UK sets out green growth plans

Article by Adam Duckett

THE UK government has outlined a raft of plans for low-carbon investment, setting out how £2.5bn will be spent to support green innovation through to 2021.

The plans published today in the government’s Clean Growth Strategy outlines how the country will continue to meet its so-called carbon budget while grasping the opportunities presented by a low carbon economy that is projected to grow faster at 11% per year than the rest of the economy.

Among wider plans for electrifying transport and boosting energy efficiency in homes, it has pledged a series of investments to improve efficiency in industry and businesses, which are responsible for 25% of UK emissions.

Leading on CCS

This includes ambitions to demonstrate international leadership in carbon capture usage and storage (CCUS) by spending up to £100m (US$132m) to lower costs and support deployment of the technology. This includes £20m made available for a demonstration programme to invest in new technologies. On top of this, the government intends to set out further plans next year on the development of CCS including its role in low carbon hydrogen production which could help to decarbonise heat and power.

Luke Warren, CEO of the Carbon Capture and Storage Association (CCSA), welcomed the government’s recognition of the importance of CCS technologies but added: “delivering a strategy requires action and there is a lack of detail on how these ambitions will be delivered. Government and industry must now work together to define the steps required to deliver CCS and make meaningful progress on these this parliament if the UK is be a leader in this field.”  

Cost and clusters

The funding earmarked for CCS remains a far cry from the £1bn demonstration programme that the government launched in 2012 and then scrapped in 2015 amid concerns of its true value for the public purse. The government stresses in its Clean Growth Strategy that a guiding principle of how it chooses to reduce emissions includes achieving the lowest possible net cost to taxpayers.

“We have recently seen impressive drops in the cost of other low-carbon technologies,” Warren said. “This shows the power of government and industry collaboration to drive large-scale deployment and cost-reduction. We now need government to get behind CCS in the same way”, he added.

The government said it will continue to work with ongoing initiatives in Teesside, Merseyside, South Wales and Grangemouth to test the potential for development of CCUS industrial decarbonisation clusters. It will also set up a new Ministerial-led CCUS Council with industry to review progress and priorities.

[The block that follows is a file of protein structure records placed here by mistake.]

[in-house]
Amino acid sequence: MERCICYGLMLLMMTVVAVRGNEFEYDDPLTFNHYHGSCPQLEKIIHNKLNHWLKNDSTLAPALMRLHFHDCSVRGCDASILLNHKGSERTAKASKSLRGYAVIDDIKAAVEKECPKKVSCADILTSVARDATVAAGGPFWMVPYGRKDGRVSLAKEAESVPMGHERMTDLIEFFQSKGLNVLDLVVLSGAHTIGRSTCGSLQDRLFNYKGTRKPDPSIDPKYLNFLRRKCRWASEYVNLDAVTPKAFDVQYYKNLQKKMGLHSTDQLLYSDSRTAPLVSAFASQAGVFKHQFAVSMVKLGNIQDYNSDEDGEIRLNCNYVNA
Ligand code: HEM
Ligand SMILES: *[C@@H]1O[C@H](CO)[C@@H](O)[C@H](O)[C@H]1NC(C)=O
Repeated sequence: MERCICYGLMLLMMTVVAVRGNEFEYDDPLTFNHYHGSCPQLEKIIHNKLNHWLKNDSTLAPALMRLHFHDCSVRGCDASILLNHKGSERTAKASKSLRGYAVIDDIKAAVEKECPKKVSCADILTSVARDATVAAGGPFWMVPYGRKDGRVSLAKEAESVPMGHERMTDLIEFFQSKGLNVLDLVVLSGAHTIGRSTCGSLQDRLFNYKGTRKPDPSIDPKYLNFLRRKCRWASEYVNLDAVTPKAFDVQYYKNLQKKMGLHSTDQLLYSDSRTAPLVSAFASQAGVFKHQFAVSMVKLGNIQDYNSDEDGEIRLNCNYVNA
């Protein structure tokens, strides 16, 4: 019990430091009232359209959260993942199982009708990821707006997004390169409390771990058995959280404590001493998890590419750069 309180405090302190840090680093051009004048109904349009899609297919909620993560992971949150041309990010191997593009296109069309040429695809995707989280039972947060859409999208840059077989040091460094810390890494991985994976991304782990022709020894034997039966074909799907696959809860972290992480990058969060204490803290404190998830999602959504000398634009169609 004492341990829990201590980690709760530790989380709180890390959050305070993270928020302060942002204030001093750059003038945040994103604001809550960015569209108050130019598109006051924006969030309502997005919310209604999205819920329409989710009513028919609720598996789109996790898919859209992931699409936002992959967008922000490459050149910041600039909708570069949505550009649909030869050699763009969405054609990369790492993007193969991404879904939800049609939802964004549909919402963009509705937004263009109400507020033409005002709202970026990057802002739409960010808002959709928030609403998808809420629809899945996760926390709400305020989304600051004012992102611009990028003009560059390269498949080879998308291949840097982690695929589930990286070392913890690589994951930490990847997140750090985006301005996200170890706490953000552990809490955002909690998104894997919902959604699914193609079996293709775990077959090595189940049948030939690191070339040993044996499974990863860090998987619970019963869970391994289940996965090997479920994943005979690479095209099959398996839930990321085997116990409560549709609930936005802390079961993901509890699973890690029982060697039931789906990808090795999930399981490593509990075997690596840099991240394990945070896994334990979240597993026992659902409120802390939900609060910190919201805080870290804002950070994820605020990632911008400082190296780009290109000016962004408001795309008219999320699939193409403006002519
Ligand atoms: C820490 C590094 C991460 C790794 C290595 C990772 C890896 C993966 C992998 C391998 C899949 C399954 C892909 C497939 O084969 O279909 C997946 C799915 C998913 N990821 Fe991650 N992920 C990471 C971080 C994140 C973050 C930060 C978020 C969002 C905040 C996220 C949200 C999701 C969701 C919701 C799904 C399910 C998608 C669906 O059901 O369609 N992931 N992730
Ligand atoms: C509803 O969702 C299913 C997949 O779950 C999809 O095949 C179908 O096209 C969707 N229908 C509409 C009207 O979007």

Industrial action

Other measures aimed at industry include supporting the recycling of heat produced in industrial processes and investing £162m in research and innovation focussed on energy, resource and process efficiency.

For the power sector, which is responsible for 21% of emissions, it will spend £460m on nuclear for future fuels, new nuclear manufacturing techniques, recycling and reprocessing and advanced reactor design.

Green opportunities

Lauding its performance to date, the government noted that low carbon businesses and their supply chains support 430,000 jobs today. Meanwhile, emissions have fallen and national income has risen faster and further than any other nation in the G7 since 1990; emissions are down 42% while the economy has grown by 67%. Furthermore, in 2016 the UK achieved a decarbonisation rate three times higher than the global average.

Jonathan Grant, PwC sustainability director, said: "Analysis by PwC shows that the UK leads the G20 on clean growth and is decoupling emissions from economic growth significantly faster than its peers. The UK’s success comes down to policies that create a positive investment climate for low carbon technology, the drive to tackle emissions from coal and the strength of our services sectors.”

Shaun Spiers, Executive director of Green Alliance, said: “Going green is not only good for the environment: it is crucial for the future of the UK economy. By taking decisive action to reduce carbon emissions at home we can take advantage of the growing global market for low carbon technology and expertise. This strategy is the opportunity to reboot the agenda on energy efficiency, clean vehicles and the efficient use of resources in the UK.”  

Article by Adam Duckett

Editor, The Chemical Engineer

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